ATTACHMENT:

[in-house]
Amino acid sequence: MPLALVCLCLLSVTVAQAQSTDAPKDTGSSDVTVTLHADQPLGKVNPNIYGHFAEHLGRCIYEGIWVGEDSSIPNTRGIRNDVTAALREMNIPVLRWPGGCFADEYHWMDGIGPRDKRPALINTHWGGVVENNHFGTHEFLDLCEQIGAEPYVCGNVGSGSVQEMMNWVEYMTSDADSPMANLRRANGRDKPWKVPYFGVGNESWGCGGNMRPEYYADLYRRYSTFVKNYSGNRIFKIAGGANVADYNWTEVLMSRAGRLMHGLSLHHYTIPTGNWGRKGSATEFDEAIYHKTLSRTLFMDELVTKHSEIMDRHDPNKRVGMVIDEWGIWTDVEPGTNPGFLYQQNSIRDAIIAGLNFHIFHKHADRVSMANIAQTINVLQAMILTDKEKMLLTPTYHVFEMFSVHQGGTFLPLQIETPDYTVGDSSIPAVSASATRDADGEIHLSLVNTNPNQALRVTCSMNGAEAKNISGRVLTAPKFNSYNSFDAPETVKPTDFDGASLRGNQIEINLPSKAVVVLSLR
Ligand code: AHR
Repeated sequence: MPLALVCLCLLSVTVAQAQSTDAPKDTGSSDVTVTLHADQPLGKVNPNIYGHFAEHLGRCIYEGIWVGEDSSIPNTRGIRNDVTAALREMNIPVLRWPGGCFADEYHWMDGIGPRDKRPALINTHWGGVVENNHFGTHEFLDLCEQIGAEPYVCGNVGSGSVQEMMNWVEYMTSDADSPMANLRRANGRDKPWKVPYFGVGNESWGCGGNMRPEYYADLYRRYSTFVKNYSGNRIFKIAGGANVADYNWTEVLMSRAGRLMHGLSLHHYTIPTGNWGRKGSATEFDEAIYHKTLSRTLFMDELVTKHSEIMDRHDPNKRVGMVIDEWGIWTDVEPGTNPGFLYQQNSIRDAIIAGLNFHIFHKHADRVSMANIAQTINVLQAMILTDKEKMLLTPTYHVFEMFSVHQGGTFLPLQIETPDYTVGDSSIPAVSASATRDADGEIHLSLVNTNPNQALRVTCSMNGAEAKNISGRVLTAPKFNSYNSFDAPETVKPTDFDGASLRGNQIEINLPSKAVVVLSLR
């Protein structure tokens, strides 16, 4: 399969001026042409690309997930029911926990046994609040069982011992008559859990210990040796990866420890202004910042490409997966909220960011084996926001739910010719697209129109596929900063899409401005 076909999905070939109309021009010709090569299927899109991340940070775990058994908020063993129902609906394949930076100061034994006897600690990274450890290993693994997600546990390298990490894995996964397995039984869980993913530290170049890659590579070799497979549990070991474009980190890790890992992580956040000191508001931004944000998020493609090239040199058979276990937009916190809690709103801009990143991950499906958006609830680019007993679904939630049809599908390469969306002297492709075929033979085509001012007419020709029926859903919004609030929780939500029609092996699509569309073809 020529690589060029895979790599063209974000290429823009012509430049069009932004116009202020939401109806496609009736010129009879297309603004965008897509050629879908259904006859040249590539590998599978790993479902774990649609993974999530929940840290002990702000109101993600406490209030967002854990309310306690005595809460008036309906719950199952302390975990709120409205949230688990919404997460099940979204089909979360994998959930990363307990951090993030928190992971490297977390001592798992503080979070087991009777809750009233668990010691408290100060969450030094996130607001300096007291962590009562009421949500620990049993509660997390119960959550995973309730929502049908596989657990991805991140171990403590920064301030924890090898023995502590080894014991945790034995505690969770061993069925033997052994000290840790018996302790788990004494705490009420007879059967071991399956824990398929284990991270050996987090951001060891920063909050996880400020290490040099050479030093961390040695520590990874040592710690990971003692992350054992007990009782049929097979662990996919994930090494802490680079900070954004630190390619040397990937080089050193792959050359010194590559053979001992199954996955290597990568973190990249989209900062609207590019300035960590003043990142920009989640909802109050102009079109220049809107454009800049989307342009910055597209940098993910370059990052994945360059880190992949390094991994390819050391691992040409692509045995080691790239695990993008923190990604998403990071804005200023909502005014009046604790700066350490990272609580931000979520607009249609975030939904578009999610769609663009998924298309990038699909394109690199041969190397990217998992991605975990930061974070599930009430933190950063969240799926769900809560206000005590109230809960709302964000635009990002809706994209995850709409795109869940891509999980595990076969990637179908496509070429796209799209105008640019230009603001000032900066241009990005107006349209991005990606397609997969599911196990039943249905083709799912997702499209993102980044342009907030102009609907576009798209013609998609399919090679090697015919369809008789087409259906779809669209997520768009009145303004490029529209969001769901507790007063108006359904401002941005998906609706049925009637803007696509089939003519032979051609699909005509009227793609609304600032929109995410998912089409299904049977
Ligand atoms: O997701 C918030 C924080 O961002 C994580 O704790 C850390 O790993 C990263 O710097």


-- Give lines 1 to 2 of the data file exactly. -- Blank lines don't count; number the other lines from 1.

[in-house]
Amino acid sequence: MPLALVCLCLLSVTVAQAQSTDAPKDTGSSDVTVTLHADQPLGKVNPNIYGHFAEHLGRCIYEGIWVGEDSSIPNTRGIRNDVTAALREMNIPVLRWPGGCFADEYHWMDGIGPRDKRPALINTHWGGVVENNHFGTHEFLDLCEQIGAEPYVCGNVGSGSVQEMMNWVEYMTSDADSPMANLRRANGRDKPWKVPYFGVGNESWGCGGNMRPEYYADLYRRYSTFVKNYSGNRIFKIAGGANVADYNWTEVLMSRAGRLMHGLSLHHYTIPTGNWGRKGSATEFDEAIYHKTLSRTLFMDELVTKHSEIMDRHDPNKRVGMVIDEWGIWTDVEPGTNPGFLYQQNSIRDAIIAGLNFHIFHKHADRVSMANIAQTINVLQAMILTDKEKMLLTPTYHVFEMFSVHQGGTFLPLQIETPDYTVGDSSIPAVSASATRDADGEIHLSLVNTNPNQALRVTCSMNGAEAKNISGRVLTAPKFNSYNSFDAPETVKPTDFDGASLRGNQIEINLPSKAVVVLSLR